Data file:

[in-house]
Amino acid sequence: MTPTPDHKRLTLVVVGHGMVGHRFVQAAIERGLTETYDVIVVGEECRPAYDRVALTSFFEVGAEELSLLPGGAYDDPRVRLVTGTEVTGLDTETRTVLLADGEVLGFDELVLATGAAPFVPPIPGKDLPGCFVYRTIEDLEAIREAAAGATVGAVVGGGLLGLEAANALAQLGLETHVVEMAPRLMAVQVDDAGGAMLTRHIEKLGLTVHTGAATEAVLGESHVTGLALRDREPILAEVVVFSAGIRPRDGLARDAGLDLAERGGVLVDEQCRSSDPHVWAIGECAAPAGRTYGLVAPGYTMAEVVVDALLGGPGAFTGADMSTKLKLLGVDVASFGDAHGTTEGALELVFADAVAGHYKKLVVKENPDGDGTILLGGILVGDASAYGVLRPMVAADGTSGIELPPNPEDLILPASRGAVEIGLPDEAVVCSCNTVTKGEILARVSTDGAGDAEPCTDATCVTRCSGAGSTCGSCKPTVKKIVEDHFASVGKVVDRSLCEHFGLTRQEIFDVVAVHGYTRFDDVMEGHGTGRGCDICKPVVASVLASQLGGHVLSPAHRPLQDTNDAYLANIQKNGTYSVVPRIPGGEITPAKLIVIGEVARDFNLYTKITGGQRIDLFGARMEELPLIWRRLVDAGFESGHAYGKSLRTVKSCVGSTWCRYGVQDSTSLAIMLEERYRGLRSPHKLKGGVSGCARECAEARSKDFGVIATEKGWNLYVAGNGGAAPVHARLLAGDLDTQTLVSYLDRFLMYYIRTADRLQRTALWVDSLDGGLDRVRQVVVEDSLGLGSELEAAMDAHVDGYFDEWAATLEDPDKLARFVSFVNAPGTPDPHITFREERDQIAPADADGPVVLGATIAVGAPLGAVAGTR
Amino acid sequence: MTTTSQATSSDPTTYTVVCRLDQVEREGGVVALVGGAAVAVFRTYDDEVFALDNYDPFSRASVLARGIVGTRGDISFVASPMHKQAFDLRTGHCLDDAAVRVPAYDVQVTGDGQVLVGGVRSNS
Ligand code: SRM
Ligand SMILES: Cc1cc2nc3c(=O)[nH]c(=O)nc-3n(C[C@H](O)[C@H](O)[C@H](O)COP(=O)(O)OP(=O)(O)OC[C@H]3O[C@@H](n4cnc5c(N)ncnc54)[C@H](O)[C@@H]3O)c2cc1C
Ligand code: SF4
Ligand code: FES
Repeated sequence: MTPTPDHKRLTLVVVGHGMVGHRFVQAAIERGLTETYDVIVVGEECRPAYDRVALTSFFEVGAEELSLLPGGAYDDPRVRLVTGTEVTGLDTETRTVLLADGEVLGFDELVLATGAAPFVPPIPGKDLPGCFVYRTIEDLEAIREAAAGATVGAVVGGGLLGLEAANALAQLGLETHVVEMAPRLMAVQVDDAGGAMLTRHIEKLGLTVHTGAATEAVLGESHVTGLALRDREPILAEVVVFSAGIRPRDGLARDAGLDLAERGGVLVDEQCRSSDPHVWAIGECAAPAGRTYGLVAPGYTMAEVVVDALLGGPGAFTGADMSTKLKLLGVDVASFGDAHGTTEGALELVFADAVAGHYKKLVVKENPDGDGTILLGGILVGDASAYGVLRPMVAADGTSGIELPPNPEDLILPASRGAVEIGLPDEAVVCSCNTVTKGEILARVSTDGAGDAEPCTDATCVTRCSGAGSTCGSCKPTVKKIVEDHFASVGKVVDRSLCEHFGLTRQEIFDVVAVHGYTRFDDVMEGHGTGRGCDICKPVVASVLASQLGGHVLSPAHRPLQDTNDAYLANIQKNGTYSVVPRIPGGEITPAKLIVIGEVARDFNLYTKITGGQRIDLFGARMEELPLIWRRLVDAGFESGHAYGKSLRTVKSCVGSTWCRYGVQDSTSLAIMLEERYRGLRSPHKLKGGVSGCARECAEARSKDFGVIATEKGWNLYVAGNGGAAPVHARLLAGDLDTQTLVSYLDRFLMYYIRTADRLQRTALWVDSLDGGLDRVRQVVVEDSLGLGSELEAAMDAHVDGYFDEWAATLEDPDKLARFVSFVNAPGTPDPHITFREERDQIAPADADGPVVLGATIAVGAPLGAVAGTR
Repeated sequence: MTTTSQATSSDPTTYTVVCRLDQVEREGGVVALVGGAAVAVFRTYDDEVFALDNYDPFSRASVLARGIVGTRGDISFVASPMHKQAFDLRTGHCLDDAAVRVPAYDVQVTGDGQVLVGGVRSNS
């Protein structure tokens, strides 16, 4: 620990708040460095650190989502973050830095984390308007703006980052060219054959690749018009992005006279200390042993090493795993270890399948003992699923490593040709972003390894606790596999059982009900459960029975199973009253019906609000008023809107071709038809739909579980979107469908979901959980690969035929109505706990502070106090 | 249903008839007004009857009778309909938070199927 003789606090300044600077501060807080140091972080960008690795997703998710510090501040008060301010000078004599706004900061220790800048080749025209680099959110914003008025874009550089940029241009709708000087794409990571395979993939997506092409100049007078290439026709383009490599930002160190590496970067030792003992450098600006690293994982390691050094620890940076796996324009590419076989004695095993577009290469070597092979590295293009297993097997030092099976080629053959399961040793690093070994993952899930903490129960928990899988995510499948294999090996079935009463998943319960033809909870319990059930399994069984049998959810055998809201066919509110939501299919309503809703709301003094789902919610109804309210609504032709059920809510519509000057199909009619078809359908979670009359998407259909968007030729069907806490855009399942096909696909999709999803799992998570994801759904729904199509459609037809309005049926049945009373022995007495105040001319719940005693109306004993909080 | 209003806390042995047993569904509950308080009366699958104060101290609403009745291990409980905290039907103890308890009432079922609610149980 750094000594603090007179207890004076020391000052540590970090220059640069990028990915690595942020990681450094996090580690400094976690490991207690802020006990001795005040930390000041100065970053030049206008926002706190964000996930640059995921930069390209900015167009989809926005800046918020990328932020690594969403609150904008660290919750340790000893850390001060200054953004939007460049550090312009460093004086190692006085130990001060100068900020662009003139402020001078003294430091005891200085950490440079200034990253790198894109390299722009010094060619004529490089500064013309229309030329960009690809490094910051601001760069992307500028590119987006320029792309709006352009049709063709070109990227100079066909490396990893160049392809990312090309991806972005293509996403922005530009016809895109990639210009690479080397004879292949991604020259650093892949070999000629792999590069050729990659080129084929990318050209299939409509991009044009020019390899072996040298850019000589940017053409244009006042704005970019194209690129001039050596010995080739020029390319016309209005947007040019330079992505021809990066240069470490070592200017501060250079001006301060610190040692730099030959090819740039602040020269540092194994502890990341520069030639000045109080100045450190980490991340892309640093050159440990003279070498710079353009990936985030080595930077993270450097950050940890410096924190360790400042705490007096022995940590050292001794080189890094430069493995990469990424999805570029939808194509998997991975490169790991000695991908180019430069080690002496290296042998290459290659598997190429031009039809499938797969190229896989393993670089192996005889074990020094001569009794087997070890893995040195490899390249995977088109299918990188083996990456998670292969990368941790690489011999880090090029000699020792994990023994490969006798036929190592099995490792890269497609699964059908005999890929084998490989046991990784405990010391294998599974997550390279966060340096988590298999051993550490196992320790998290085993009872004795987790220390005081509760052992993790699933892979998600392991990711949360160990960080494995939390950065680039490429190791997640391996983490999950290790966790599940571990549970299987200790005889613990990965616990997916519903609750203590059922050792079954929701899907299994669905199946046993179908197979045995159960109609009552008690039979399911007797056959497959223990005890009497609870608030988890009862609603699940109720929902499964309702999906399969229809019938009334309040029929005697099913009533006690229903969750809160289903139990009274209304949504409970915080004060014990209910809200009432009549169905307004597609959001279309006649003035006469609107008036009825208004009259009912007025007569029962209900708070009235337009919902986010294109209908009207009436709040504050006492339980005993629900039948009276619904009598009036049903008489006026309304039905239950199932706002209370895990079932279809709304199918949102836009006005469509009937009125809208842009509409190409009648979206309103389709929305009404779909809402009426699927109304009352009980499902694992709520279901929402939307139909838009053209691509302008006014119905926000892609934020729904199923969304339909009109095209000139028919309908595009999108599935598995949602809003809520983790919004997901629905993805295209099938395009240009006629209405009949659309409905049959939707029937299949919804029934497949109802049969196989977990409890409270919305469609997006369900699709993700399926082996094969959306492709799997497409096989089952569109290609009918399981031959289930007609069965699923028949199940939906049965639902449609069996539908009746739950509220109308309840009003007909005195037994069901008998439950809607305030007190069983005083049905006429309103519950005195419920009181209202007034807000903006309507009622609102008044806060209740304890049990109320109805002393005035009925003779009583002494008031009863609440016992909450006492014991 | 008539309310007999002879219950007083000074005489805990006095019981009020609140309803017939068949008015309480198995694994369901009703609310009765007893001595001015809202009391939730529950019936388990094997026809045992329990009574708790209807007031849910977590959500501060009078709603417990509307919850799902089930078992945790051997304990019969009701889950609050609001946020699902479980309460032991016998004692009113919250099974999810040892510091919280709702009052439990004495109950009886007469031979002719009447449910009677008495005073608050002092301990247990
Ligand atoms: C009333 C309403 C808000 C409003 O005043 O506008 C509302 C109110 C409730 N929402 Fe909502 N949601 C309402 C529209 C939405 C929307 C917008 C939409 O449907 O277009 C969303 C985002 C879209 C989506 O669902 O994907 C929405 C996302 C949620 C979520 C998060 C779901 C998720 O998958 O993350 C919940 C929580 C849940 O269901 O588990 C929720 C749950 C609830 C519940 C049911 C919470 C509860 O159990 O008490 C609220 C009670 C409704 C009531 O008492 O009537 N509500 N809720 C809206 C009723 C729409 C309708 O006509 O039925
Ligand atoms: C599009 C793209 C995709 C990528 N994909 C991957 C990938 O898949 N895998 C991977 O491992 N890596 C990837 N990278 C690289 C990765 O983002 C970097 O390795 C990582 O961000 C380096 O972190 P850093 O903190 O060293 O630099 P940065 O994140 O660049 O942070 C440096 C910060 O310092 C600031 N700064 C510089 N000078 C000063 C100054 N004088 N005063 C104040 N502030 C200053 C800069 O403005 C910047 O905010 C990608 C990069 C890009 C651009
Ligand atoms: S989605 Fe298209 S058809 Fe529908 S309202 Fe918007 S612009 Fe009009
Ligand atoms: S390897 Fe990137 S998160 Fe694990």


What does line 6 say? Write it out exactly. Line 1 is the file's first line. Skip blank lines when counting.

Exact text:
Ligand code: SF4